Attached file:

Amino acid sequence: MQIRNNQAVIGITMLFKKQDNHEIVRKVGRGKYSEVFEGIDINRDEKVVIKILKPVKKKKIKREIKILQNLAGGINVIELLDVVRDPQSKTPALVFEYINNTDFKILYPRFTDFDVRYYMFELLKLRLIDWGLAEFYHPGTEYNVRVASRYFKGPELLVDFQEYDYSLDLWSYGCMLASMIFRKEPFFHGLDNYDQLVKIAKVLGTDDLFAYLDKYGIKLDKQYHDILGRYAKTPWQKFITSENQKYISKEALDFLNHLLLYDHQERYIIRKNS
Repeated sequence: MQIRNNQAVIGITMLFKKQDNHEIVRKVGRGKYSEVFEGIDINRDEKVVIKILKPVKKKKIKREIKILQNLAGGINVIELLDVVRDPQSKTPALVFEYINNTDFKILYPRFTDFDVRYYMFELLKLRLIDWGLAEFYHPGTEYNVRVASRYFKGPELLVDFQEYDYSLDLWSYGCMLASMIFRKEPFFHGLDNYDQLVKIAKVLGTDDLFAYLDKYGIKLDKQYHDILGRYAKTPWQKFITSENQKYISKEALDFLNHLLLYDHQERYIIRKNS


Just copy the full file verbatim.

Amino acid sequence: MQIRNNQAVIGITMLFKKQDNHEIVRKVGRGKYSEVFEGIDINRDEKVVIKILKPVKKKKIKREIKILQNLAGGINVIELLDVVRDPQSKTPALVFEYINNTDFKILYPRFTDFDVRYYMFELLKLRLIDWGLAEFYHPGTEYNVRVASRYFKGPELLVDFQEYDYSLDLWSYGCMLASMIFRKEPFFHGLDNYDQLVKIAKVLGTDDLFAYLDKYGIKLDKQYHDILGRYAKTPWQKFITSENQKYISKEALDFLNHLLLYDHQERYIIRKNS
Repeated sequence: MQIRNNQAVIGITMLFKKQDNHEIVRKVGRGKYSEVFEGIDINRDEKVVIKILKPVKKKKIKREIKILQNLAGGINVIELLDVVRDPQSKTPALVFEYINNTDFKILYPRFTDFDVRYYMFELLKLRLIDWGLAEFYHPGTEYNVRVASRYFKGPELLVDFQEYDYSLDLWSYGCMLASMIFRKEPFFHGLDNYDQLVKIAKVLGTDDLFAYLDKYGIKLDKQYHDILGRYAKTPWQKFITSENQKYISKEALDFLNHLLLYDHQERYIIRKNS